Section 501(c) cases are usually one of two types one type involves unauthorized expenditures of union funds4 and the other involves authorized expenditures.5 This circuit has never had occasion to expressly delineate the elements of a § 501(c) offense in a case involving unauthorized expenditure of union funds.6 See United States v. Nell, supra, 526 F.2d at 1232; United States v. Goad, supra, 490 F.2d at 1166. See also United States v. Robinson, 512 F.2d 491 (2d Cir.), Cert. den. 423 U.S. 853, 96 S.Ct. 100, 46 L.Ed.2d 78 (1975); United States v. Silverman, supra, 430 F.2d at 113-17 (Moore, J., dissenting in part). Nor do we have occasion to do so here since the district court instructed the jury that the payments to William Hoffa were authorized by both the international and local union.7 We thus assume that the expenditures were authorized and analyze the case on that basis.
In a § 501(c) case in which the expenditure of union funds was authorized the government must prove two distinct but interrelated elements.8 First, it must prove that the defendant had a fraudulent intent to deprive the union of its funds and, second, that the defendant lacked a good faith belief that the expenditure was for the legitimate benefit of the union.9 United States v. Santiago, supra, 528 F.2d at 1133-34; United States v. Ottley, supra, 509 F.2d at 671-72; United States v. Dibrizzi,393 F.2d 642, 644-45 (2d Cir. 1968); Colella v. United States, 360 F.2d 792, 798 (1st Cir.), Cert. den. 385 U.S. 829, 87 S.Ct. 65, 17 L.Ed.2d 65 (1966); Dolye v. United States, 318 F.2d 419, 422 (8th Cir. 1963).
Whether or not the expenditure did, in fact, legitimately benefit the union is relevant both to the defendant's good faith belief therein and his fraudulent intent. Ottley, supra, 509 F.2d at 671. An actual union benefit would tend to make good faith belief therein more likely and fraudulent intent less likely, and vice versa. But, contrary to appellant's argument, it is not necessary for the government to prove that the expenditure did not actually benefit the union.10 To require such proof could absolve a defendant of liability when an otherwise fraudulent appropriation of funds fortuitously had some beneficial effect upon the union. Such a requirement would also be inconsistent with the strict fiduciary duty imposed upon union officials by § 501.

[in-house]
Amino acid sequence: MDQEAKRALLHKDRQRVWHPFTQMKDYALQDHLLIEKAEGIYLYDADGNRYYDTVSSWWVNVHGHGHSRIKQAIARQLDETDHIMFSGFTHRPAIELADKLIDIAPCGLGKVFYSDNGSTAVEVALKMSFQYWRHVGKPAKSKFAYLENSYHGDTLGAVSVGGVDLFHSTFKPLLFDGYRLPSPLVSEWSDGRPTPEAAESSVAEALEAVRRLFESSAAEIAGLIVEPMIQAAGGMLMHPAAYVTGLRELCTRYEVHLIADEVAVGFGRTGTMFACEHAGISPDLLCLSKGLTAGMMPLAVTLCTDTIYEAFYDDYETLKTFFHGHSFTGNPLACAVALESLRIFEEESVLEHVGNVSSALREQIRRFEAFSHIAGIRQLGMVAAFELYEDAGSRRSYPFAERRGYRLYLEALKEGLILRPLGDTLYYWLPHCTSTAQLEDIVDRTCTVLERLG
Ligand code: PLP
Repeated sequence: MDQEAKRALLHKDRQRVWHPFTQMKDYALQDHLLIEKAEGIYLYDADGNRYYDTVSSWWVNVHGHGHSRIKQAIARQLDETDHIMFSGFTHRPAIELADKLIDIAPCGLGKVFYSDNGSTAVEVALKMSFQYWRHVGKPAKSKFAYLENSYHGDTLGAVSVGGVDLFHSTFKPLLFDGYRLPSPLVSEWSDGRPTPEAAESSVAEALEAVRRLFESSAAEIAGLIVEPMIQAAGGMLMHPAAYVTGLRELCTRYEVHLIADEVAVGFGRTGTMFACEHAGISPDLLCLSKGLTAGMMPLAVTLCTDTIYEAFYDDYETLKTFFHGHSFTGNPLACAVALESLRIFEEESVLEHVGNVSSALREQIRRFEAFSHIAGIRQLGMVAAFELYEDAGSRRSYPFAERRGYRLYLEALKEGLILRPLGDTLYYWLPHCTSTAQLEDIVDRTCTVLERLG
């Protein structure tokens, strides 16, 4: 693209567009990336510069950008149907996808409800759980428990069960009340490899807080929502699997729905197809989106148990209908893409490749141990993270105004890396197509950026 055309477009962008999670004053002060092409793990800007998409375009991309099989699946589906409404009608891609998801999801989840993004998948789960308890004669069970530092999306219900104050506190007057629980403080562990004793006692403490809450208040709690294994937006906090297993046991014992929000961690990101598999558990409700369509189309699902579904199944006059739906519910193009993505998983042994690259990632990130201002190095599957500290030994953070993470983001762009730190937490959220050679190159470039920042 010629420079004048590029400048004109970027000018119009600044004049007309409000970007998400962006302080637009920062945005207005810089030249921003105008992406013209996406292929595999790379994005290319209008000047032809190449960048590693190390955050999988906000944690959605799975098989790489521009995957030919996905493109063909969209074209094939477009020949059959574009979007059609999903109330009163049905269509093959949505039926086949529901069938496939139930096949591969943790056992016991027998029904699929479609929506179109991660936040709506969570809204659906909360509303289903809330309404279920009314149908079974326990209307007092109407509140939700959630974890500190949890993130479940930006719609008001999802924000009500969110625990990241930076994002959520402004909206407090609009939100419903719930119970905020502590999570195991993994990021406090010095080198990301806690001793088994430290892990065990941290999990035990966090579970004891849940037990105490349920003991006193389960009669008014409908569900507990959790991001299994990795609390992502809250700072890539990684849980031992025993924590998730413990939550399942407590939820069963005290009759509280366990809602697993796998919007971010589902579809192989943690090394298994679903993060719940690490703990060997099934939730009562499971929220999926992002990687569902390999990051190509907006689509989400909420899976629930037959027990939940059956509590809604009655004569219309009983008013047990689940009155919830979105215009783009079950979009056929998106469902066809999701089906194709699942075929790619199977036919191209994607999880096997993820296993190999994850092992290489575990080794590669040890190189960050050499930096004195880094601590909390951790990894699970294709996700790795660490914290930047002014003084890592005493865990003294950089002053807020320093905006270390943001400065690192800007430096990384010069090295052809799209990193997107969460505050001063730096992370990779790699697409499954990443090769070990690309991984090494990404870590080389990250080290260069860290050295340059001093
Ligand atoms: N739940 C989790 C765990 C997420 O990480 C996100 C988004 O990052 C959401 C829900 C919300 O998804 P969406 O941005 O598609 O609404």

We have examined the district court's jury instructions11 in light of the above legal standards. We believe that the instructions properly focused the jury's attention on the need for the government to prove that appellant did not have a good faith belief that the subsidy payments to William Hoffa were for the legitimate benefit of the union. The instructions, taken as a whole, also gave the jury adequate opportunity to consider actual benefit to the union from this expenditure insofar as that related to appellant's good faith belief therein and his concomitant fraudulent intent.
All of the other issues raised by appellant have been considered and found to be without merit.
The judgment of the district court is affirmed.
The Honorable C. G. Neese, United States District Judge for the Eastern District of Tennessee, sitting by designation
29 U.S.C. § 501(c):
Any person who embezzles, steals, or unlawfully and wilfully abstracts or converts to his own use, or the use of another, any of the moneys, funds, securities, property, or other assets of a labor organization of which he is an officer, or by which he is employed, directly or indirectly, shall be fined not more than $10,000 or imprisoned for not more than five years, or both.
All of the facts contained in this paragraph are undisputed
This was, of course, disputed by appellant but we must view the evidence most favorably to the government. Glasser v. United States, 315 U.S. 60, 80, 62 S.Ct. 457, 86 L.Ed. 680 (1942)
This opinion will use "expenditure" to include all types of (mis) appropriations of union funds, with "funds" being used to include "moneys, funds, securities, property, or other assets."
Cf. United States v. Boyle, 157 U.S.App.D.C. 166, 175, 482 F.2d 755, 764, Cert. den. 414 U.S. 1076, 94 S.Ct. 593, 38 L.Ed.2d 483 (1973), in which the court upheld a § 501(c) conviction because the ultimate use of the union funds was illegal irrespective of any issue concerning authorization
See generally Annot., 15 A.L.R.3d 939, § 10.
United States v. Harmon, 339 F.2d 354 (6th Cir. 1964), and United States v. Decker, 304 F.2d 702 (6th Cir. 1962), both involved unauthorized expenditures of union funds but neither case required the court to spell out the § 501(c) elements in that context. Instead, the court only answered the defendants' contentions that the evidence was insufficient to support the convictions
We agree with the government that the district court could have properly instructed the jury that a guilty verdict was warranted if the funds were not being expended as authorized, even though an expenditure was authorized. The failure to so instruct, however, worked in appellant's favor since it removed from the jury's consideration one possible theory supporting guilt
The simple fact that authorization was not an issue in this case demonstrates the flaw in appellant's argument that authorization constitutes a complete defense to a § 501(c) charge. As given to the jury, authorization or lack thereof was totally irrelevant since authorization was taken as assumed.